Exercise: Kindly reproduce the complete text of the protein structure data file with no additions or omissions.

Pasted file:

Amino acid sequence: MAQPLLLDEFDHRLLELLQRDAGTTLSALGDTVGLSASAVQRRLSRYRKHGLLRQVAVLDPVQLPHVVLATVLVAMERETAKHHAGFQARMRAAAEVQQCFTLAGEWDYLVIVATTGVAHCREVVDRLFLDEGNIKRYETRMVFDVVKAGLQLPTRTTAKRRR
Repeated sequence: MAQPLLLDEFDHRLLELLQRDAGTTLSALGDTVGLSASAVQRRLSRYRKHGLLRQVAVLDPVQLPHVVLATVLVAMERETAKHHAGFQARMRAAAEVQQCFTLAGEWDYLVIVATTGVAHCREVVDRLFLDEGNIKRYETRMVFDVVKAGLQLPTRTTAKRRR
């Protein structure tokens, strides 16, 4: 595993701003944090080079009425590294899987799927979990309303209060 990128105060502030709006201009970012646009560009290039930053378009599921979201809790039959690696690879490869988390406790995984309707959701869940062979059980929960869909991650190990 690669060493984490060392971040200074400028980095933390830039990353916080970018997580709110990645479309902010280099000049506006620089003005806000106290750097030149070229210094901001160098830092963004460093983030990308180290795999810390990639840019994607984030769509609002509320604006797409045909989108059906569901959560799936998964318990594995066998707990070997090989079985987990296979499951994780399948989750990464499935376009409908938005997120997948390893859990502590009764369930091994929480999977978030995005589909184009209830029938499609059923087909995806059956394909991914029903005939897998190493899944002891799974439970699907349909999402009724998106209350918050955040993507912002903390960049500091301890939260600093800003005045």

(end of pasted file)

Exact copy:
Amino acid sequence: MAQPLLLDEFDHRLLELLQRDAGTTLSALGDTVGLSASAVQRRLSRYRKHGLLRQVAVLDPVQLPHVVLATVLVAMERETAKHHAGFQARMRAAAEVQQCFTLAGEWDYLVIVATTGVAHCREVVDRLFLDEGNIKRYETRMVFDVVKAGLQLPTRTTAKRRR
Repeated sequence: MAQPLLLDEFDHRLLELLQRDAGTTLSALGDTVGLSASAVQRRLSRYRKHGLLRQVAVLDPVQLPHVVLATVLVAMERETAKHHAGFQARMRAAAEVQQCFTLAGEWDYLVIVATTGVAHCREVVDRLFLDEGNIKRYETRMVFDVVKAGLQLPTRTTAKRRR
């Protein structure tokens, strides 16, 4: 595993701003944090080079009425590294899987799927979990309303209060 990128105060502030709006201009970012646009560009290039930053378009599921979201809790039959690696690879490869988390406790995984309707959701869940062979059980929960869909991650190990 690669060493984490060392971040200074400028980095933390830039990353916080970018997580709110990645479309902010280099000049506006620089003005806000106290750097030149070229210094901001160098830092963004460093983030990308180290795999810390990639840019994607984030769509609002509320604006797409045909989108059906569901959560799936998964318990594995066998707990070997090989079985987990296979499951994780399948989750990464499935376009409908938005997120997948390893859990502590009764369930091994929480999977978030995005589909184009209830029938499609059923087909995806059956394909991914029903005939897998190493899944002891799974439970699907349909999402009724998106209350918050955040993507912002903390960049500091301890939260600093800003005045």